XStat 30 Wound Dressing Can Stop Gunshot Wounds From Bleeding In 15 Seconds


When you get a deep wound on an arm or a leg, you can usually slow down the bleeding with a tourniquet that restricts the blood flow to the injured area, giving you time to seek medical attention without bleeding out. Problem is, the same kind of solution doesn’t exactly apply when the deep wound is in the torso, armpit, or groin, increasing the chances you’ll bleed out before receiving any help. The XStat 30 is a new dressing that can help with that.

Originally used by the military (and recently approved by the FDA for civilians), it consists of a large syringe containing small sponges that you can use to plug up a wound and restrain the bleeding. The military uses it in battlefield situations whenever a soldier has been hit, increasing their chances of making it back to the station to get proper medical care.

To use, simply inject the XStat 30 syringe into the wound, where it will release a sponge in order to properly plug it up. Each sponge will absorb blood upon contact, growing in size to accommodate the vital fluid. Within fifteen seconds of being administered, the sponge should grow large enough that it can completely seal a bullet wound, all while applying the necessary pressure to stop any additional bleeding. Each sponge can absorb up to a pint of blood each (for context, the human body usually has eight pints) and multiple sponges can be used on a patient, although the maximum is three. One syringe can hold up to 92 tablet-sized sterile sponges.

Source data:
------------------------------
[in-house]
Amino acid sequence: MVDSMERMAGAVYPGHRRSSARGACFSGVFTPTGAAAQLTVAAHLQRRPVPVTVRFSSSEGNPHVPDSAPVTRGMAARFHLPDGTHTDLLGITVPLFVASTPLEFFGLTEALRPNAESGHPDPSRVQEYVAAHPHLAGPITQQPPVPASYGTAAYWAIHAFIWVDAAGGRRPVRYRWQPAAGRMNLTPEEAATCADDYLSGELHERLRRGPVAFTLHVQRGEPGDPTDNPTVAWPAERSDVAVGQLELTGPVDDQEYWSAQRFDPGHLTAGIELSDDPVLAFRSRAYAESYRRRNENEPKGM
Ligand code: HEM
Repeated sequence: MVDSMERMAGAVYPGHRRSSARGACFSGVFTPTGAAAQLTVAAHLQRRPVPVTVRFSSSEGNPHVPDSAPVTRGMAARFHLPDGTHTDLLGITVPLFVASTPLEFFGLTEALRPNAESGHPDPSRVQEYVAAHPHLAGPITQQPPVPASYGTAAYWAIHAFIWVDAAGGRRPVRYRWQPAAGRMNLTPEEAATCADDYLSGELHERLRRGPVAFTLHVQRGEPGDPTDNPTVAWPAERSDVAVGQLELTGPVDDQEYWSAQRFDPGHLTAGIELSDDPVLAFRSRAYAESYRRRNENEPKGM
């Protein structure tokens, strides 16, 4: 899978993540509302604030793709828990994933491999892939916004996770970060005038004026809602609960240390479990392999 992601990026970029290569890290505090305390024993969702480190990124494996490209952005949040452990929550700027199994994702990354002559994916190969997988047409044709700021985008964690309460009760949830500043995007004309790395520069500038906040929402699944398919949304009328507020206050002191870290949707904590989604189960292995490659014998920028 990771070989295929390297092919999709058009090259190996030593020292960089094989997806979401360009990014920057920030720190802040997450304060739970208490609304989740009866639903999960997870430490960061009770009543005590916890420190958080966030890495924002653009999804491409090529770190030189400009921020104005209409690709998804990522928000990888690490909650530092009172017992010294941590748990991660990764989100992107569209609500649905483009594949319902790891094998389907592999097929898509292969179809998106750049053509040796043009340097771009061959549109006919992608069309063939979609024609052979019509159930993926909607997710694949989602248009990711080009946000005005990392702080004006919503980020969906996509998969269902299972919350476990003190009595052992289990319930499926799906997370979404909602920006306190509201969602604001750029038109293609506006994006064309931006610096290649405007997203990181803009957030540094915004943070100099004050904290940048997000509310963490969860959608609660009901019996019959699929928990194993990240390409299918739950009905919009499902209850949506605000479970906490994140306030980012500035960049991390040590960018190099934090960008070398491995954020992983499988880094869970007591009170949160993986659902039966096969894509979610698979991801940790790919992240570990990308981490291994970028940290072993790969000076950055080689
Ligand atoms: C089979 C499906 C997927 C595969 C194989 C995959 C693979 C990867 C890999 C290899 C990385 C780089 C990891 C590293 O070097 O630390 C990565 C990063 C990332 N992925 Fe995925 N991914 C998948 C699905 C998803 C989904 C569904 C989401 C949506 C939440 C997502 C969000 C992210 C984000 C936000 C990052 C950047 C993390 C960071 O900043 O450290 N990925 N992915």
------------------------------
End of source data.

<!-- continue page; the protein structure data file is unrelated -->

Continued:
Check out the FDA press release to learn more.

Press Release

2 Responses

  1. Paul

    Wow! While I don’t see me personally needing this, I think it’s fantastic such items are available. I have friends who go out shooting and this may be worth mentioning to them. I know they are smart with their weapons but you just never know. I’m sure their wives would sleep a lot better at night knowing they had a better backup plan than a handful of rags in the event one of them were injured. This is something that I think would be fantastic for people who live out in the boonies and don’t have a hospital close to their homes. I’m sure it has more uses than just for dramatic wounds like a gun shot. Really interested to learn more.


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